I have this statement:

File.open(some_path, 'w+') { |f| f.write(builder.to_html)  }


some_path = "somedir/some_subdir/some-file.html"

What I want to happen is, if there is no directory called somedir or some_subdir or both in the path, I want it to automagically create it.

How can I do that?


You can use FileUtils to recursively create parent directories, if they are not already present:

require 'fileutils'

dirname = File.dirname(some_path)
unless File.directory?(dirname)

Edit: Here is a solution using the core libraries only (reimplementing the wheel, not recommended)

dirname = File.dirname(some_path)
tokens = dirname.split(/[\/\\]/) # don't forget the backslash for Windows! And to escape both "\" and "/"

1.upto(tokens.size) do |n|
  dir = tokens[0...n]
  Dir.mkdir(dir) unless Dir.exist?(dir)
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  • 4
    FileUtils is in the stdlib: ruby-doc.org/stdlib-1.9.3/libdoc/fileutils/rdoc/FileUtils.html – Eureka Sep 27 '12 at 8:59
  • Oh ok. I meant the core, not the stdlib. Either way, that's fine. This works. Thanks! – marcamillion Sep 27 '12 at 9:02
  • 1
    I added a core-only solution to my answer: Be aware, however, that it essentially reimplements FileUtils.mkdir_p (which is the method dedicated to your use case) – Eureka Sep 27 '12 at 9:12
  • 57
    Note that FileUtils#mkdir_p works even if the directory hierarchy already exists (it just does nothing) so this solution can be compressed into this can one-liner plus a require statement: FileUtils.mkdir_p(File.dirname(some_path)) – Eureka Sep 27 '12 at 10:43
  • 1
    @JosephK - for me this (misleading) EEXIST error ended up being a permission issue. – TomG Dec 17 '19 at 13:19

For those looking for a way to create a directory if it doesn't exist, here's the simple solution:

require 'fileutils'

FileUtils.mkdir_p 'dir_name'

Based on Eureka's comment.

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  • 1
    This is @Eureka's comment - "Note that FileUtils#mkdir_p works even if the directory hierarchy already exists (it just does nothing) so this solution can be compressed into this can one-liner plus a require statement: FileUtils.mkdir_p(File.dirname(some_path))" – Darpan Apr 11 '18 at 15:14
directory_name = "name"
Dir.mkdir(directory_name) unless File.exists?(directory_name)
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  • 1
    You may run into race conditions using this method, the directory could get created after File.exists? runs but before Dir.mkdir is executed. – Matt Fenelon Nov 28 '16 at 13:34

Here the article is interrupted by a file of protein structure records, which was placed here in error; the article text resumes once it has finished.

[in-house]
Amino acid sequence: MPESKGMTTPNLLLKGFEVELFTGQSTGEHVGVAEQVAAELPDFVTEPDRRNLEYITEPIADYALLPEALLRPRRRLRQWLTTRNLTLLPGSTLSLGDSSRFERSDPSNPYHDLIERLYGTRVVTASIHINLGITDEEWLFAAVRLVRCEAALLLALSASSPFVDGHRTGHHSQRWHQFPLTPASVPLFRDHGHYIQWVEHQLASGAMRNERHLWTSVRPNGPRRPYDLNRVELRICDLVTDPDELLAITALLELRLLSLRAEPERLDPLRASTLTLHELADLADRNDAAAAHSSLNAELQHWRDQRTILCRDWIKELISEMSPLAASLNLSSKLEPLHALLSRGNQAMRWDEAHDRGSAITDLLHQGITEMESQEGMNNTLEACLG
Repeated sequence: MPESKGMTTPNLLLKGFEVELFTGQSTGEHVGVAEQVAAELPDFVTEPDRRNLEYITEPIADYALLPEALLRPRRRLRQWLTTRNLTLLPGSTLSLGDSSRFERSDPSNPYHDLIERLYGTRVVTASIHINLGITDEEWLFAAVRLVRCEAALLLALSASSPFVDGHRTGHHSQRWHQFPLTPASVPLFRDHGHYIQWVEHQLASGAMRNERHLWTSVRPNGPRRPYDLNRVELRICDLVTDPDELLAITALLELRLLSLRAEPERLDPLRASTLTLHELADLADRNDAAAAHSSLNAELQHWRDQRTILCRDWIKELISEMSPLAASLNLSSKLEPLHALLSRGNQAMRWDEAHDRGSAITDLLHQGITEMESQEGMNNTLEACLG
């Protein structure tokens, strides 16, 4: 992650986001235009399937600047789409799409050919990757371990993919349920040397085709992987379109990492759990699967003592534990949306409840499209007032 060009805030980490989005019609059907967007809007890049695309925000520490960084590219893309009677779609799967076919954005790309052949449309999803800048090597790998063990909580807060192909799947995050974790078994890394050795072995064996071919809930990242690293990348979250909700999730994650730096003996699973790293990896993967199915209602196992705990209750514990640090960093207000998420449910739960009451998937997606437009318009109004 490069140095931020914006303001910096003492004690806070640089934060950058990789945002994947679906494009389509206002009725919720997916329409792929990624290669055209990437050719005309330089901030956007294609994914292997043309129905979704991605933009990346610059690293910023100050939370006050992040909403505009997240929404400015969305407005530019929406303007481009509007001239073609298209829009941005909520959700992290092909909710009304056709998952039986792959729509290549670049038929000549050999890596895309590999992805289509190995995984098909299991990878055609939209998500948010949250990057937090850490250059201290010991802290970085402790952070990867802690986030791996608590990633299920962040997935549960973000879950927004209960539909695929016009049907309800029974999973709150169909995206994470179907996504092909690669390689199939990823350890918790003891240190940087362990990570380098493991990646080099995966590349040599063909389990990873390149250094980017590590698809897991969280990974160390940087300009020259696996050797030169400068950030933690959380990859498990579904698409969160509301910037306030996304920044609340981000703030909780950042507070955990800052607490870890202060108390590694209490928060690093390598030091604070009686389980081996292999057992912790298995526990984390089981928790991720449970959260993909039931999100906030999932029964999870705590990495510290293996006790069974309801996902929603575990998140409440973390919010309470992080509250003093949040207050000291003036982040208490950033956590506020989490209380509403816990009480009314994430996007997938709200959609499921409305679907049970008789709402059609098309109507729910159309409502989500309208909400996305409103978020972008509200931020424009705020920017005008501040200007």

Based on others answers, nothing happened (didn't work). There was no error, and no directory created.

Here's what I needed to do:

require 'fileutils'
response = FileUtils.mkdir_p('dir_name')

I needed to create a variable to catch the response that FileUtils.mkdir_p('dir_name') sends back... then everything worked like a charm!

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  • doesn't make sense. why you need to catch the return? – Tim Kretschmer Jun 10 '16 at 11:14
  • @huanson , I didn't need to catch the return... but the logic didn't work until I created response = FileUtils.mkdir_p('dir_name'). If I didn't create this variable, FileUtils.mkdir_p('dir_name') wasn't working for me... or at least that's what I recall happened (this answer is more than 1 year old). I wouldn't be surprised if a newer version of Ruby fixes this issue. – skplunkerin Jun 11 '16 at 22:27

Along similar lines (and depending on your structure), this is how we solved where to store screenshots:

In our env setup (env.rb)

screenshotfolder = "./screenshots/#{Time.new.strftime("%Y%m%d%H%M%S")}"
unless File.directory?(screenshotfolder)
Before do
  @screenshotfolder = screenshotfolder

And in our hooks.rb

  screenshotName = "#{@screenshotfolder}/failed-#{scenario_object.title.gsub(/\s+/,"_")}-#{Time.new.strftime("%Y%m%d%H%M%S")}_screenshot.png";
  @browser.take_screenshot(screenshotName) if scenario.failed?

  embed(screenshotName, "image/png", "SCREENSHOT") if scenario.failed?
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The top answer's "core library" only solution was incomplete. If you want to only use core libraries, use the following:

target_dir = ""

Dir.glob("/#{File.join("**", "path/to/parent_of_some_dir")}") do |folder|
  target_dir = "#{File.expand_path(folder)}/somedir/some_subdir/"

# Splits name into pieces
tokens = target_dir.split(/\//)

# Start at '/'
new_dir = '/'

# Iterate over array of directory names
1.upto(tokens.size - 1) do |n|

  # Builds directory path one folder at a time from top to bottom
  unless n == (tokens.size - 1)
    new_dir << "#{tokens[n].to_s}/" # All folders except innermost folder
    new_dir << "#{tokens[n].to_s}" # Innermost folder

  # Creates directory as long as it doesn't already exist
  Dir.mkdir(new_dir) unless Dir.exist?(new_dir)

I needed this solution because FileUtils' dependency gem rmagick prevented my Rails app from deploying on Amazon Web Services since rmagick depends on the package libmagickwand-dev (Ubuntu) / imagemagick (OSX) to work properly.

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How about using Pathname?

require 'pathname'
some_path = Pathname("somedir/some_subdir/some-file.html")
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  • 1
    It works with some_path.dirname.mkpath instead of some_path.dirname.mkdir_p – Mauro Nidola Mar 12 '19 at 8:40
  • 1
    +1 on mkpath. Also if you just have the directory and not the path, there's no need for dirname, e.g. Pathname("somedir/some_subdir").mkpath will work the same way. – Michael Mar 12 '19 at 14:23

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